Wet and dry soils: plants for

Gardens, or parts of gardens, that bake dry in summer and become waterlogged in winter pose specific challenges to gardeners when choosing plants. Few plants tolerate both extremes. Our recent work may help you make informed choices to grow in your garden.

Introduction

Waterlogged soil in winter and dry soil in summer is a problem for plants. Wet soils begin to deprive the roots of oxygen, causing them to die. At the other extreme, drought means as moisture is lost through plants’ leaves and stems, they also wilt, desiccate and die. Winter wet when plants are dormant is less damaging than spring flooding when plants’ roots start to respire.

According to climate experts, more frequent and more sudden extremes of wet and dry are predicted for the future. During autumn-winter 2014, the RHS surveyed horticultural professionals and the wider gardening public to find out which plants they have experienced as being able to cope with wet winters and dry summers.

The list is a starting point and complements the field research and lab-based work the RHS Science teams undertake. The survey extends existing RHS Gardening Advice information, experience and desk research.

Practical considerations

There are a few steps you can take to improve drainage on poorly drained soils including:

  1. Add organic matter such as well-rotted farmyard manure or garden compost. This is the most important of all the techniques, whatever your soil type. Organic matter improves soil structure by creating air spaces and what is termed a ‘crumb’structure.
  2. Install drainage.
  3. ‘Mound’ plant trees. By planting onto a mound 25cm (10in) at its middle, drainage can be greatly improved. To make watering easier in summer, especially in the establishment year, ensure the top of the mound is slightly saucer-shaped.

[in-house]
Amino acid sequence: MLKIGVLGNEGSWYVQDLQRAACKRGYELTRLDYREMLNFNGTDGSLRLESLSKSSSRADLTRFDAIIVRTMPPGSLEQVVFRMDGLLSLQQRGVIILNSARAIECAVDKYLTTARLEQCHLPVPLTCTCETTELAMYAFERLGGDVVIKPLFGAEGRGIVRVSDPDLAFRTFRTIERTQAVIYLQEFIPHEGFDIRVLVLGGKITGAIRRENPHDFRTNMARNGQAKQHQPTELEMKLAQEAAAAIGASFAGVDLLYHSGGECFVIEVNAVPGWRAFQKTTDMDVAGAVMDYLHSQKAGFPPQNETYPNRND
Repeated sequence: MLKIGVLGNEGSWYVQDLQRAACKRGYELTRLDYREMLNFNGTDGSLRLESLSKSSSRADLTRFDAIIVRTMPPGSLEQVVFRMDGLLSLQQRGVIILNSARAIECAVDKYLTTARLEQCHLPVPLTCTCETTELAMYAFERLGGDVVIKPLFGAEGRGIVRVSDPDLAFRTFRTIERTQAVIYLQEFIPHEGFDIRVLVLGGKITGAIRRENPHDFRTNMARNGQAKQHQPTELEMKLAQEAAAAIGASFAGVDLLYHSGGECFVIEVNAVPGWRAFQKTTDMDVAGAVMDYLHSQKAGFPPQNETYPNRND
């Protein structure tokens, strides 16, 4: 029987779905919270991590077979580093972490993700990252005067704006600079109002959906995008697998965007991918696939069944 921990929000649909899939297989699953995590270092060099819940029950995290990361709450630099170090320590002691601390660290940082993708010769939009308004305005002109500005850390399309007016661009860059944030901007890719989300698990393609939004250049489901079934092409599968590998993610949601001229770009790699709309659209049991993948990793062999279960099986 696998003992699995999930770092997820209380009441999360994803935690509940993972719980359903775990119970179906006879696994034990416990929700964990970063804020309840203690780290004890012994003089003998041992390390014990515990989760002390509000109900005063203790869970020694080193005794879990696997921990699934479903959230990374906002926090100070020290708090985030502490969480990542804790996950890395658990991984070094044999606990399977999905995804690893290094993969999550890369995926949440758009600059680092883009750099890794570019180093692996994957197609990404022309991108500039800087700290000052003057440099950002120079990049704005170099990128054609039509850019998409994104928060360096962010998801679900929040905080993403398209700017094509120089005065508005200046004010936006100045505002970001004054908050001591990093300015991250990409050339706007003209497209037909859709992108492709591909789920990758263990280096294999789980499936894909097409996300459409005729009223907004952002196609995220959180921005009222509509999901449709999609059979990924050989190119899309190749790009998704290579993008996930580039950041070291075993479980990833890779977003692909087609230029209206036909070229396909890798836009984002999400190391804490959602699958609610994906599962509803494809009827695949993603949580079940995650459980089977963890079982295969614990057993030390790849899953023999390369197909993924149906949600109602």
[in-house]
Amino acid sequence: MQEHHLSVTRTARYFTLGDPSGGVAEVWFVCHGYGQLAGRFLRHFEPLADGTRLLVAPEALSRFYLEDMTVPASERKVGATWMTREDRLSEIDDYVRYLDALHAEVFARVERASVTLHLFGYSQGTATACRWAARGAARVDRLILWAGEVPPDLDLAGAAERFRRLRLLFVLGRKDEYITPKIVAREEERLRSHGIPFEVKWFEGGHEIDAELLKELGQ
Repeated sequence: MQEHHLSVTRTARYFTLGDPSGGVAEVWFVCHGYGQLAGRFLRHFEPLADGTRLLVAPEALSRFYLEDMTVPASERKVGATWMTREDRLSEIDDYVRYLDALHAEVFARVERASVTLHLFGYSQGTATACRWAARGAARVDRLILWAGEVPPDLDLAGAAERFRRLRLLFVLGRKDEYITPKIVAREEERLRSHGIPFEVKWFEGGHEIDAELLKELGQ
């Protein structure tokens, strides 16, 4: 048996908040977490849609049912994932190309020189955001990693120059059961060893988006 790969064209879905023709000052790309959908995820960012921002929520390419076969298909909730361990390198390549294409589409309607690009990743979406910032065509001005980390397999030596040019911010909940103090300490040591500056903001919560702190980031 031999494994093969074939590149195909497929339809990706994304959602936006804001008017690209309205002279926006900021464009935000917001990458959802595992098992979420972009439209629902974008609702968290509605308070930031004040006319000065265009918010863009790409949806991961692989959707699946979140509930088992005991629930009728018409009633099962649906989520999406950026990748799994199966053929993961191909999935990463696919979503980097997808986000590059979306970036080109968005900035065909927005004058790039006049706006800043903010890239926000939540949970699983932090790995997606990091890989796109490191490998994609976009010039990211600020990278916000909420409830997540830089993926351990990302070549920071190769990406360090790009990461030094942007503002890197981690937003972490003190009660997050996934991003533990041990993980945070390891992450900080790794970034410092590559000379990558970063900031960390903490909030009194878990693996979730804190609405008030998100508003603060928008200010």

4. Create raised beds. These allow roots to be raised above the surrounding water table.
  5. Don’t risk more tender plants if your garden is cold as well as wet. Check hardiness ratings when selecting.
  6. For sudden large amounts of water running off buildings to hard surfaces, or where seasonal flooding occurs, consider creating a rain garden.
  7. Use plants that self-seed. Although short-lived in themselves, their ability to self-seed gives them a certain permanence.

Suitable plants

This list is the result of asking gardeners their experiences of which plants have proven tolerant of sitting in water for at least a week in winter and then drying out in summer. It is worth bearing in mind that a number of other conditions may exist, such as shade, frost pockets and whether the water is oxygenated (flowing).

The list includes the plants that are most reported as being tolerant. Others may be as tolerant, but less widely grown. Download the full list of plants (pdf).

Cultivars have been chosen for their RHS Award of Garden Merit (AGM) status where possible. Otherwise, good cultivars that are widely available have been selected.

Trees

Amelanchier 'Robin Hill’
Betula utilis var. jacquemontii 'Silver Shadow' AGM
Cratageus laevigata ‘Paul’s Scarlet' AGM
Magnolia grandiflora
Malus (crab apple) 

Shrubs

Buddleja davidii ‘Nanho Purple’ AGM
Cornus alba ‘Sibirica AGM
Fuchsia magellanica ‘Riccartonii’ AGM
Hydrangea arborescens ‘Annabelle’ AGM
Physocarpus ‘Diablo’ PBR AGM
Rosa rugosa ‘Roseraie de l’Hay’ AGM
Viburnum opulus ‘Roseum’ AGM

Herbaceous perennials

Alchemilla mollis AGM
Astrantia ‘Ruby Wedding’
Geranium Rozanne = 'Gerwat' AGM
Geum ‘Mrs J. Bradshaw’ AGM
Hemerocallis ‘Burning Daylight’ AGM
Hosta (Tardiana Group) ‘Halcyon’ AGM
Iris sibirica ‘Tropic Night’ AGM
Iris unguicularis
Lythrum salicaria ‘Robert’
Persicaria affinis ‘Darjeeling Red’ AGM
Phlox paniculata ‘White Admiral’
Stachys byzantina
Verbena bonariensis AGM

Grasses

Calamagrostis brachytricha AGM
Miscanthus sinensis ‘Kleine Fontäine’ AGM

Annuals and short-lived perennials that tolerate wet and dry soils due to their capacity to self-seed:

Aquilegia vulgaris
Borago officinalis
Digitalis purpurea
Knautia macedonica
Verbena bonariensis
AGM


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